Criticisms of imperialism sometimes focused on the way that imperial powers gained influence over weaker countries through specialization; weaker countries would develop areas, typically in resource extraction and agriculture, that would be economically dependent on the mother country. In the post-imperial world, this criticism changed somewhat; a few industrialized powers that controlled capital flows could, according to dependency theory, maintain their preferable economic status vis-a-vis their former colonies by using this economic dependency to their advantage. In theory, industrialized powers would have far greater choice - a more perfectly competitive market - in countries from which they could acquire basic resources than those countries would have in buying industrialized goods, particularly as industrialized countries had the bulk of the world's financial resources and if those industrialized countries chose to behave oligopolistically. Such a pattern of exploitation - which may or may not lead to the benefit of even the industrialized nations, depending on the economic theory applied - focuses on the unique importance of political power in the international system and its particular weight in the decisions of policymakers.

The theory was popular during the Cold War in developing countries, particularly after the retreat of European empires from Africa and Asia. The citizens and policymakers of developing countries remembered the economic patterns of the imperial age and there was a strain of anti-colonial sentiment in many newly independent nations who sought national sovereignty for its own sake. Dependency theory was also popular in Latin America, which, although having been independent from its colonial rulers since the early nineteenth century, had in succeeding decades been often influenced by the economic interests of foreign countries, particularly France, the United Kingdom, and the United States.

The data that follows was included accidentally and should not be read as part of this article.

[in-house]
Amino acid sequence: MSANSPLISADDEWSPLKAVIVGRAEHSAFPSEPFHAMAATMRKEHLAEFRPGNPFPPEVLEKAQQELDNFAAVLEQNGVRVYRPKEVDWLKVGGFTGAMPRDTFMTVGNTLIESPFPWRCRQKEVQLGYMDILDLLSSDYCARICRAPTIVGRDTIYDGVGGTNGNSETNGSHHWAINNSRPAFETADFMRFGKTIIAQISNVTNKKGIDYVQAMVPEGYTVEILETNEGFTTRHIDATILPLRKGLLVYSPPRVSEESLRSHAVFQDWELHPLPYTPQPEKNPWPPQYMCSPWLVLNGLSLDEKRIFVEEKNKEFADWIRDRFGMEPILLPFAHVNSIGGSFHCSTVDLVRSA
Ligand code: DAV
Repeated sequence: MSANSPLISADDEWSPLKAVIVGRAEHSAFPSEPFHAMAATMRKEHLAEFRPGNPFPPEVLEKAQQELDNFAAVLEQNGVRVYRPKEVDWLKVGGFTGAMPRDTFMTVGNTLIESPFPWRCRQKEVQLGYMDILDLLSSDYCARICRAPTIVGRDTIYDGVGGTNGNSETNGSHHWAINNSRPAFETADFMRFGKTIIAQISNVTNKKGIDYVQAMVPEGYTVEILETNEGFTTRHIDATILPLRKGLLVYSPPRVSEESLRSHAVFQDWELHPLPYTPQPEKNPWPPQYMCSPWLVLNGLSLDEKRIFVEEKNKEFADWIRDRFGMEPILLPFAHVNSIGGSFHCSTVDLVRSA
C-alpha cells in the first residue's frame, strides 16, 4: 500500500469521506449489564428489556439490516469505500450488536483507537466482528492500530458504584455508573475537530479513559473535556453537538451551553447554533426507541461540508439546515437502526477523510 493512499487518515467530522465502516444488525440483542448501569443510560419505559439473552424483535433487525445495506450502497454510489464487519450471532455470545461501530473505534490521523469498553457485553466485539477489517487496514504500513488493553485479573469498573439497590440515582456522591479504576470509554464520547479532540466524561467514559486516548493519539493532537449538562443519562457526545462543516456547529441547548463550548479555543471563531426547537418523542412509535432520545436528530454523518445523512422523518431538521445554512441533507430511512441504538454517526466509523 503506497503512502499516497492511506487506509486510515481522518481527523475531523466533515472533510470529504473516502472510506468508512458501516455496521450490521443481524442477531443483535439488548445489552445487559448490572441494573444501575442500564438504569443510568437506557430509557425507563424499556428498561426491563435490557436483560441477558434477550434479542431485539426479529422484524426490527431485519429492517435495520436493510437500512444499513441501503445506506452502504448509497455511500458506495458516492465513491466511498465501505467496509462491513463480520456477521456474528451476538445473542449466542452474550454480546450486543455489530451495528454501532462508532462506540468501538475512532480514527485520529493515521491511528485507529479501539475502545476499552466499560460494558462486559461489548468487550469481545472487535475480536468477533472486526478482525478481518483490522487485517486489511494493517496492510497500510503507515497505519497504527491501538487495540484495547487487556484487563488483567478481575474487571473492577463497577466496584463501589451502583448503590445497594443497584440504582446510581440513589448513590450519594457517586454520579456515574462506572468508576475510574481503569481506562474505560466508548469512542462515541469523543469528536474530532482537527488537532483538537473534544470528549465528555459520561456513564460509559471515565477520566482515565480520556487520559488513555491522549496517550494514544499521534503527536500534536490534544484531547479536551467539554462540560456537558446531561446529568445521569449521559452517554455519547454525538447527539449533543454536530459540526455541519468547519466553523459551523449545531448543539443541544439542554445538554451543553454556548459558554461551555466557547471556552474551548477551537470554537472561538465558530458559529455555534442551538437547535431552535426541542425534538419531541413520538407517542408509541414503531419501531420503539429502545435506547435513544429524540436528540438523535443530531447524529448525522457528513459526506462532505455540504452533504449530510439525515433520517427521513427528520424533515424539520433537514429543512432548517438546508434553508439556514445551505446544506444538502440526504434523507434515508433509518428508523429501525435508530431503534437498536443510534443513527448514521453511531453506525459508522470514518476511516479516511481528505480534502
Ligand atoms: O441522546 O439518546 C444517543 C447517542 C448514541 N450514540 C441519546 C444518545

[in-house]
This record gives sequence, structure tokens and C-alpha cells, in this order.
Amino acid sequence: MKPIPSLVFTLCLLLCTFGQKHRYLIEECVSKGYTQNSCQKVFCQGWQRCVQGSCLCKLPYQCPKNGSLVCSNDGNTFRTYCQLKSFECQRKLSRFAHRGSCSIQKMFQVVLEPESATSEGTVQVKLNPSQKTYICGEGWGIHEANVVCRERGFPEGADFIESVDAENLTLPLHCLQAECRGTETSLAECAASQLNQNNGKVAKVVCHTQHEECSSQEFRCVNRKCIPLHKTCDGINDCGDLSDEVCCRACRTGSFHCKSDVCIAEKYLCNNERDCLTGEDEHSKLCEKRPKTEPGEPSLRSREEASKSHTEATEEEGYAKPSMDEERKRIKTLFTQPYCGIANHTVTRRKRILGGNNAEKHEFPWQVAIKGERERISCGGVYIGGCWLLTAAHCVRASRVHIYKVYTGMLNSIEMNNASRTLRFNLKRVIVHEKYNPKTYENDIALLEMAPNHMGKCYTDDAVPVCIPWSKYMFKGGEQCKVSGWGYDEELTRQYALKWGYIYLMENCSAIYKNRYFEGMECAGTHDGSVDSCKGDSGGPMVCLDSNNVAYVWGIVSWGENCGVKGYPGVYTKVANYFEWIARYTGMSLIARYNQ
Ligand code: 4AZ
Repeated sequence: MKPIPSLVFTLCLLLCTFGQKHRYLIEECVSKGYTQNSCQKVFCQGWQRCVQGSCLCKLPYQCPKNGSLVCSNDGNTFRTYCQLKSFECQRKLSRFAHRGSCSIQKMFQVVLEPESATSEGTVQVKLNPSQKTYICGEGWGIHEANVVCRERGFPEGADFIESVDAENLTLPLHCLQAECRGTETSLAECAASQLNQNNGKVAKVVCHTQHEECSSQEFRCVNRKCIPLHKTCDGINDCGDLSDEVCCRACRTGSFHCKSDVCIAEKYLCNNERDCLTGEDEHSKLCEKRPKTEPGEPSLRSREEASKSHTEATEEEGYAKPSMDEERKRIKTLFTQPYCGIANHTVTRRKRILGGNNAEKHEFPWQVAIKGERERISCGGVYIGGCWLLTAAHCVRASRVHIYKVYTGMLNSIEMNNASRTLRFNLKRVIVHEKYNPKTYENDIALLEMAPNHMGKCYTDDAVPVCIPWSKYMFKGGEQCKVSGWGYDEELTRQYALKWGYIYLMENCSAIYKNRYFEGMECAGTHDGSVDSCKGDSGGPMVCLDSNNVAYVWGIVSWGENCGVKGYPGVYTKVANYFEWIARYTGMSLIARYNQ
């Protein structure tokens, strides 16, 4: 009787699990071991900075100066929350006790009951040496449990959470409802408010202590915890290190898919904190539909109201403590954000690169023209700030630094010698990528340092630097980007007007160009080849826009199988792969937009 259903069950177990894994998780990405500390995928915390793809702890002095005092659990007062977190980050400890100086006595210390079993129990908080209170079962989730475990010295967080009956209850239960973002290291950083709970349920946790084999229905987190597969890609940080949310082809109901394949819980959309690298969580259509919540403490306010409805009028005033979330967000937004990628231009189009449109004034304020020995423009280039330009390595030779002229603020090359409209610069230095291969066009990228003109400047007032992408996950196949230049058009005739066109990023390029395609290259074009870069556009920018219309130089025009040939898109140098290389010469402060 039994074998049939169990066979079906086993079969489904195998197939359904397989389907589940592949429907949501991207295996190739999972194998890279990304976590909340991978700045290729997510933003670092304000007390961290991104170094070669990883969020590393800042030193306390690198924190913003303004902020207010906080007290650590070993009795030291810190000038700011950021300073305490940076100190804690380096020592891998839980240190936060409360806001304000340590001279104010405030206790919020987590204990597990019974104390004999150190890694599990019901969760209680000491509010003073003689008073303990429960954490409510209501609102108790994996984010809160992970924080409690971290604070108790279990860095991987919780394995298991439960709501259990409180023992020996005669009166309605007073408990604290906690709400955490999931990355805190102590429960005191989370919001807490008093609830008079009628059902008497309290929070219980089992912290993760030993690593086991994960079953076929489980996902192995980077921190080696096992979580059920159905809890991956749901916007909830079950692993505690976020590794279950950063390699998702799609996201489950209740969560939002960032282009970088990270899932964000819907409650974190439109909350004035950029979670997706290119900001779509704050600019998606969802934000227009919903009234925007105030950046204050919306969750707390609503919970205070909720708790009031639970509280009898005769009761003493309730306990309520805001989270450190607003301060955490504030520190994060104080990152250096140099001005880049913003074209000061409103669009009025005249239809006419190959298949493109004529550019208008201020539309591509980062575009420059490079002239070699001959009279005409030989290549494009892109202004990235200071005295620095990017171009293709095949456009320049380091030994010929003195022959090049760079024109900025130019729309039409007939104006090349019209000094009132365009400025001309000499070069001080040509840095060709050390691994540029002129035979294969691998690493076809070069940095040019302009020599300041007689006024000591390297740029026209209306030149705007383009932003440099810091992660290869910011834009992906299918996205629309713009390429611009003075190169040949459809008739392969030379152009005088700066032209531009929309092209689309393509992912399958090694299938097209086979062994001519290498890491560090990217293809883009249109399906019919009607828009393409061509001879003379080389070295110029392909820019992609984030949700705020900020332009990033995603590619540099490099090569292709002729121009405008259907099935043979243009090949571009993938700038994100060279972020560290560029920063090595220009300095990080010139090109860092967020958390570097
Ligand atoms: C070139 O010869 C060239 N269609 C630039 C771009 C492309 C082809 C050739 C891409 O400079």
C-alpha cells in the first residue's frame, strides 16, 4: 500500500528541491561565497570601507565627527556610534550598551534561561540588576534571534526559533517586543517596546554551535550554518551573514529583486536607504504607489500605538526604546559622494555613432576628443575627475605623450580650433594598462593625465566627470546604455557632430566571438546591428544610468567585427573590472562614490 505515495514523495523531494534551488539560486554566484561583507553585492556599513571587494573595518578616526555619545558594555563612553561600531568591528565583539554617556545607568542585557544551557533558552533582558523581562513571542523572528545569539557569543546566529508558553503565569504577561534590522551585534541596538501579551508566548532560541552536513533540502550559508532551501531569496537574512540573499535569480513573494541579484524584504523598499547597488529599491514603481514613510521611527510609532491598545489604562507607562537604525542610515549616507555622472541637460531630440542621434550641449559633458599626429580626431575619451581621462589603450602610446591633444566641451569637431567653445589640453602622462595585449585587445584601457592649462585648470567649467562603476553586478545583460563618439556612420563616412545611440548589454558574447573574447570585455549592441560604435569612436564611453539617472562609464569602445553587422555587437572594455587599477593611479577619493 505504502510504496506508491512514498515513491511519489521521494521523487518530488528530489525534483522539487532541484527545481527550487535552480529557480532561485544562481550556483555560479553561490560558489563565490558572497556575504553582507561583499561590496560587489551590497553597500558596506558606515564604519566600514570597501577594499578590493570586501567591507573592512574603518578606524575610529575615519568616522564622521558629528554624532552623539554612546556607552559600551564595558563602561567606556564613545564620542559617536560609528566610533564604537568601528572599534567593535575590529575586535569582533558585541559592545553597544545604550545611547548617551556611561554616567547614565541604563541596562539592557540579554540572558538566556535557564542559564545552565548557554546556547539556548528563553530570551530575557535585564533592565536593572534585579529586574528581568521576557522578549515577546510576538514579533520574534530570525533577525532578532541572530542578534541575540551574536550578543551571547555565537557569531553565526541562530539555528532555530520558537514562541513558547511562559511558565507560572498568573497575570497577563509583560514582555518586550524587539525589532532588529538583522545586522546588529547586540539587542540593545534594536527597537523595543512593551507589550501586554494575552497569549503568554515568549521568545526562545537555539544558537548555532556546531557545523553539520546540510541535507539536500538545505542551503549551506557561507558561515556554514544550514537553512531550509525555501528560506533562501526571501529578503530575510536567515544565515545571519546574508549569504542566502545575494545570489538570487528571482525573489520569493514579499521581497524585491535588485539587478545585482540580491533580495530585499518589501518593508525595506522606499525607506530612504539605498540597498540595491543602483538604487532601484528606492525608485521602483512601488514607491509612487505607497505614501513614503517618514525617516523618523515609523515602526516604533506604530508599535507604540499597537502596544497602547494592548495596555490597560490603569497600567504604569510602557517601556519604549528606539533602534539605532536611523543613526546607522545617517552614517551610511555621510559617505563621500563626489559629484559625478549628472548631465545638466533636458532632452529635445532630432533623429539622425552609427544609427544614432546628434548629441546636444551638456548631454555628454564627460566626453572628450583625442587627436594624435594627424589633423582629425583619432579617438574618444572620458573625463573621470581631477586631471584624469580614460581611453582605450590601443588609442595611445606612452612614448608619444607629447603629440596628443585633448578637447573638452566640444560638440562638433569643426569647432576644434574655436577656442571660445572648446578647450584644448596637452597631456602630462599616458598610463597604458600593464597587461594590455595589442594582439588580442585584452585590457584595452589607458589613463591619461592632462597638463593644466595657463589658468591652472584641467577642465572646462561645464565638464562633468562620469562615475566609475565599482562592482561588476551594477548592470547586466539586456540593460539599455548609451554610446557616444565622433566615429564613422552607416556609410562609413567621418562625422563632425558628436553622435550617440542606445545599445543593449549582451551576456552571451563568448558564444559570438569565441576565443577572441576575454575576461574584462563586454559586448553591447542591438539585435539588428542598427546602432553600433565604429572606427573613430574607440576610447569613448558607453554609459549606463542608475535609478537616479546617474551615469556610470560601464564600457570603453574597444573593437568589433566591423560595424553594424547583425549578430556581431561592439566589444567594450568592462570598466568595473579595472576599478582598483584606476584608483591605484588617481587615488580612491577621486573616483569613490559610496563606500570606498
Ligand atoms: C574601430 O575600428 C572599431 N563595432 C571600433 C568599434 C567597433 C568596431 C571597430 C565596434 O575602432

National security

The debate over the Corn Laws (grain tariffs) in the United Kingdom in the early nineteenth century provided one of the earliest instances of a principled, economically-based national debate over free trade. One of the chief arguments of the protectors of the Corn Laws was national security; Britain, they said, ought not be dependent on the import of grain to her country, or else she risked putting her national security in the hands of foreign countries. Countries upon whom Britain was dependent for grain could starve her even without instituting a blockade. This national security argument, the argument of David Ricardo's time, focused on the ability of free trade to threaten the sovereignty of a nation at war, while the dependency theory a century later would focus on the ability of free trade to threaten the sovereignty of a nation at peace.

To some extent, the Corn Laws' ultimate repeal refuted the dependency argument; because it was seen that a country (Ireland) might suffer more from total reliance on its own crop (the potato) than from the theoretical danger of dependence on foreign suppliers.